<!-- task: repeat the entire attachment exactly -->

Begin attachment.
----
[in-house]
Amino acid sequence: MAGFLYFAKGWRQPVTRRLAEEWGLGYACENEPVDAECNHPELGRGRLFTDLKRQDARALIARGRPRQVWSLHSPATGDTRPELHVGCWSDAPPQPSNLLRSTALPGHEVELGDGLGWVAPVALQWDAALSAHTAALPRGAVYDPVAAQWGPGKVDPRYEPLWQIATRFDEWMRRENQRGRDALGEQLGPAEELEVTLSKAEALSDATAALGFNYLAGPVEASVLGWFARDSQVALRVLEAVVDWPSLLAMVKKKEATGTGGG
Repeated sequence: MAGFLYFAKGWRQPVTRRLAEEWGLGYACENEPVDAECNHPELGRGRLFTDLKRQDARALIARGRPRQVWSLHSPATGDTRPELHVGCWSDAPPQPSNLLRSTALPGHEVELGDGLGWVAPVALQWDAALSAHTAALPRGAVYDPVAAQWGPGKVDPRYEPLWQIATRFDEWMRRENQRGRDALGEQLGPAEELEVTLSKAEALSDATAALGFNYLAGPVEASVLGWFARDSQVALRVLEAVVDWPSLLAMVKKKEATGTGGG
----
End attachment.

[in-house]
Amino acid sequence: MAGFLYFAKGWRQPVTRRLAEEWGLGYACENEPVDAECNHPELGRGRLFTDLKRQDARALIARGRPRQVWSLHSPATGDTRPELHVGCWSDAPPQPSNLLRSTALPGHEVELGDGLGWVAPVALQWDAALSAHTAALPRGAVYDPVAAQWGPGKVDPRYEPLWQIATRFDEWMRRENQRGRDALGEQLGPAEELEVTLSKAEALSDATAALGFNYLAGPVEASVLGWFARDSQVALRVLEAVVDWPSLLAMVKKKEATGTGGG
Repeated sequence: MAGFLYFAKGWRQPVTRRLAEEWGLGYACENEPVDAECNHPELGRGRLFTDLKRQDARALIARGRPRQVWSLHSPATGDTRPELHVGCWSDAPPQPSNLLRSTALPGHEVELGDGLGWVAPVALQWDAALSAHTAALPRGAVYDPVAAQWGPGKVDPRYEPLWQIATRFDEWMRRENQRGRDALGEQLGPAEELEVTLSKAEALSDATAALGFNYLAGPVEASVLGWFARDSQVALRVLEAVVDWPSLLAMVKKKEATGTGGG